Barbecue Laws

An interesting excerpt from the (excellent) book Willpower by Roy F. Baumeister and John Tierney:

In nineteenth-century America […] there was a social convention called the “barbecue law,” which meant that all the men who gathered for a barbecue were expected to drink until they were soused. To refuse a drink entailed a serious insult to the host and the rest of the party.

Now, if you have been following my writings on TFA for a while, you know already that I’m not exactly an opponent to the occasional drink. More precisely, I used to be a rum collector when I still had an apartment and a good spirit can normally be found somewhere in my luggage, ready to celebrate with friends whenever I meet (or make) them.

(Time for a tangent: I already told you about the German proverb which says that you should celebrate the feasts as they come. I’m a huge believer in this. Really great parties are rarely planned and much more often simply turn up “like that”. This makes me think that the old pagan gods of wine and merriness probably do exist.

I remember once, when I was in Rome, a friend of mine and I went to an ice cream parlor near Fontana di Trevi in search for a restroom. The owners weren’t eager to lend their facilities to non-customers, so we ordered two beers and off we ran to the bathroom.

When we came back we started to joke with them about the location of their business and the funny experiences they had made with tourists over the years. When they found out that we were Germans, they immediately started to ask us about the Love Parade. (This episode happened back in the late 90s, so Love Parade was still existent and en vogue at the time.)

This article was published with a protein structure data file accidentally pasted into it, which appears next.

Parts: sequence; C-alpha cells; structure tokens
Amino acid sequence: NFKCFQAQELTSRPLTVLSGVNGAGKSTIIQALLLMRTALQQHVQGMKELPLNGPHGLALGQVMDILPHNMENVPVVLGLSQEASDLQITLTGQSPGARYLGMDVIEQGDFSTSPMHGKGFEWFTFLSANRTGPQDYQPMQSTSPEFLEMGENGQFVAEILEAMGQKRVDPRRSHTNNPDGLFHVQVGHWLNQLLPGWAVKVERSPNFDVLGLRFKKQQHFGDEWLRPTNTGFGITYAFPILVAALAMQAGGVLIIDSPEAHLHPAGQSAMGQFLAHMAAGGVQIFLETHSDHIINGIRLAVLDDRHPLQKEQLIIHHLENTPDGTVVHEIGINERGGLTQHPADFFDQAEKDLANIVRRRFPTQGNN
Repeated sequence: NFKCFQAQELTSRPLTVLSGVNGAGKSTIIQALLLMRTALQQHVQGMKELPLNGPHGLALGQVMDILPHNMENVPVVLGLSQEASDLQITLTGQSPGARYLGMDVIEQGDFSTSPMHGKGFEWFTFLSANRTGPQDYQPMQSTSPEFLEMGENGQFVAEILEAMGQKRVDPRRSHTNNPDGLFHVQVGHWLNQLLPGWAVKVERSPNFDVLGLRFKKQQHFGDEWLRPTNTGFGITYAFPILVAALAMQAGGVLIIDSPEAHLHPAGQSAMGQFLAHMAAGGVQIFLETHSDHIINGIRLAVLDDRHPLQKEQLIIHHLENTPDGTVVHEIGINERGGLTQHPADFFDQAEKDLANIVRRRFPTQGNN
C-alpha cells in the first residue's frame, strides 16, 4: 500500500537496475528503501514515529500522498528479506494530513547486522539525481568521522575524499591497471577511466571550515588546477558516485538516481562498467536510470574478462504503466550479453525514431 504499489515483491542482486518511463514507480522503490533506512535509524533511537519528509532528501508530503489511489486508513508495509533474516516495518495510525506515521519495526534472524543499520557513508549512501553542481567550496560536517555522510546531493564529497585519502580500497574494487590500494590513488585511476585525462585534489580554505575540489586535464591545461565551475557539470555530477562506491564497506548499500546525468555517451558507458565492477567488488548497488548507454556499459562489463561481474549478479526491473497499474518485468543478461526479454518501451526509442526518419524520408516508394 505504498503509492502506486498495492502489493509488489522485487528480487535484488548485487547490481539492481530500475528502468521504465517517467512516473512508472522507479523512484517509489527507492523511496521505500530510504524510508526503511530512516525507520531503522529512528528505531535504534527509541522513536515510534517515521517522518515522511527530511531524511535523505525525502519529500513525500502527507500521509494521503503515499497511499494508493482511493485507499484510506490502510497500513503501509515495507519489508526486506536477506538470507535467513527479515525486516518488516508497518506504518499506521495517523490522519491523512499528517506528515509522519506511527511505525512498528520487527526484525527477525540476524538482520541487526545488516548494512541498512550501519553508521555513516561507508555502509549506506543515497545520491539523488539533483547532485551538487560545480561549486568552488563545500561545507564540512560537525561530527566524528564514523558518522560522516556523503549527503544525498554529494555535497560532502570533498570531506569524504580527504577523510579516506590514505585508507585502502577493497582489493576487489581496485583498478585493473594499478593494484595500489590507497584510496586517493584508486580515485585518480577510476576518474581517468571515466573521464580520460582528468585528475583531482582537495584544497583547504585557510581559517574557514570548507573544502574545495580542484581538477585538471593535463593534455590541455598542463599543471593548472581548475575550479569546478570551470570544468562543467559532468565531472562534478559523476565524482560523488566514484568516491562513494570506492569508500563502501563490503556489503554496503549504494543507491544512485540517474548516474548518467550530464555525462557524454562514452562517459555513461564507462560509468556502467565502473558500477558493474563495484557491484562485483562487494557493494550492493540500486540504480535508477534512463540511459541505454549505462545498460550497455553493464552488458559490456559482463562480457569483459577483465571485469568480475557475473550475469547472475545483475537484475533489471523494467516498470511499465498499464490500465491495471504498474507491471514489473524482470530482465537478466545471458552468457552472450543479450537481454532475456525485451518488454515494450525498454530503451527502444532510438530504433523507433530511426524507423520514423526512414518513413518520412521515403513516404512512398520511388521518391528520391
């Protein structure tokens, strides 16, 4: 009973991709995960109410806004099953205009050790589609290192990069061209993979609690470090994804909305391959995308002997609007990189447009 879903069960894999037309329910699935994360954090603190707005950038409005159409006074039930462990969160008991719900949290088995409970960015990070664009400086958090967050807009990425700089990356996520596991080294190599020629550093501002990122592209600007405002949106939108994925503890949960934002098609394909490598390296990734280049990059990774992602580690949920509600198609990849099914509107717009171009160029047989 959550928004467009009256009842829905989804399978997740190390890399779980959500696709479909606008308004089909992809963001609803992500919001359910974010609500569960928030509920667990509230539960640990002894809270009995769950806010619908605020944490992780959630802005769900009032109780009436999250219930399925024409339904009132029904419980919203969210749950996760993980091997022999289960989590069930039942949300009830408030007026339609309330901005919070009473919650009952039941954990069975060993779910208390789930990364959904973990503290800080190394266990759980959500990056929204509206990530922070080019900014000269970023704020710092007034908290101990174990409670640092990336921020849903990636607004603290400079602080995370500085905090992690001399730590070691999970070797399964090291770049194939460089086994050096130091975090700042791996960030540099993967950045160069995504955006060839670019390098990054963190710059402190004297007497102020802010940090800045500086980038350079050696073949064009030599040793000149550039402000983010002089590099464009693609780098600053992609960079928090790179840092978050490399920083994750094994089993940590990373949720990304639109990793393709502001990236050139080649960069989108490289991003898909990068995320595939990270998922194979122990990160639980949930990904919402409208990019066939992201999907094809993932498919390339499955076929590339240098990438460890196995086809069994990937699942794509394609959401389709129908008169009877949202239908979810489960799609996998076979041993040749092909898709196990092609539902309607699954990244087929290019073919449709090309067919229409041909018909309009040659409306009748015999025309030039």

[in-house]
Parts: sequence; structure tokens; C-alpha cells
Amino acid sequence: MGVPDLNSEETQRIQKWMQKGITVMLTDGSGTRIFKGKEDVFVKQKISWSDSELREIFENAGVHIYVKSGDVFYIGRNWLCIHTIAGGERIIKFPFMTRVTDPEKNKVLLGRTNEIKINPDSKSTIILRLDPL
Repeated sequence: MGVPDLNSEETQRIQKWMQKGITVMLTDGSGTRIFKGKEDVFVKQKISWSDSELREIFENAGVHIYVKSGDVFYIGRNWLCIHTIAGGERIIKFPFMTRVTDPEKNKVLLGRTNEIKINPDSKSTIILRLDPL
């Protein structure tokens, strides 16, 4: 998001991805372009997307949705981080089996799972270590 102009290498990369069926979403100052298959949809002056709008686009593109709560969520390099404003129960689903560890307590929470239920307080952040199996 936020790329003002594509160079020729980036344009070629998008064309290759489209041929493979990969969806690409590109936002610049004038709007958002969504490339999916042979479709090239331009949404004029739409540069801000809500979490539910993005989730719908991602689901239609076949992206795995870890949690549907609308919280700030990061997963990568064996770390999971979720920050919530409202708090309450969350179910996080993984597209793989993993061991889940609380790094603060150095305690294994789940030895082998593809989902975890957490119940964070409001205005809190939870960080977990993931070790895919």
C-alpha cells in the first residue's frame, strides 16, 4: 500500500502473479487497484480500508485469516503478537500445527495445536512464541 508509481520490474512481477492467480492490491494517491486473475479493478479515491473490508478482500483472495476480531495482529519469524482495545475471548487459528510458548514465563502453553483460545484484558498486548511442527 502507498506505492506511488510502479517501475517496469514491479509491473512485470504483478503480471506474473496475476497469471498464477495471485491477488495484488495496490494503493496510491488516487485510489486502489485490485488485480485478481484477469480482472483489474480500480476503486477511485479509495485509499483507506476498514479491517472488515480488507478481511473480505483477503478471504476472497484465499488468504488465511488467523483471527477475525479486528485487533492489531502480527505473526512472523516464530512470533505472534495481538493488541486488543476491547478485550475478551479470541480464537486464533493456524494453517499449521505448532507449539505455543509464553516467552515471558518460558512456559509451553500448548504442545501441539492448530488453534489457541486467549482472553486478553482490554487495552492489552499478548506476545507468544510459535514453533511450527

As it turns out, the guys were huge techno fans – and my friend was a semi-professional DJ who also happened to carry a couple of DJ sets from that year’s “Abschlusskundgebung,” the Love Parade’s great finale. Memories are blurry, but it didn’t take the owners more than five minutes to close the parlor down, open the bar and get that tape playing. We spent several hours there, drinking, repeatedly listening to the sets, talking a hodgepodge of German, English and Italian, dancing and joking around. When we finally left, daylight was already approaching at the Eastern skies.

Now, before I totally lose my tangent, let’s sum it up: While I didn’t travel with booze back then and the real clou of this story was without doubt the Love Parade tape my friend brought along, making new friends and celebrating whenever we get the chance to definitely is a good thing to do. End of tangent.)

Now, back to the main topic: “Barbecue Laws.”

I probably lost all my credibility somewhere between the words “rum collector” and “I spent several hours drinking in an Italian ice cream parlor”.


Starting to drink just because of some social convention is something I have done at several points in my life. At barbecues and at other places. But: It’s also something I’m happy to do less now than I did in the past. Why that? Well, probably because drinking just to follow some social convention strikes me as extraordinarily silly.

Consequently, breaking this “barbecue law” sounds like a good idea.

But then, of course, there’s another notion to it that I cannot ignore here on TFA. Because socially enforced drinking isn’t the only social convention that’s extraordinarily silly, is it?

Actually, I worry there are many, many other “barbecue laws” nowadays.

And I personally prefer to break at least some of them.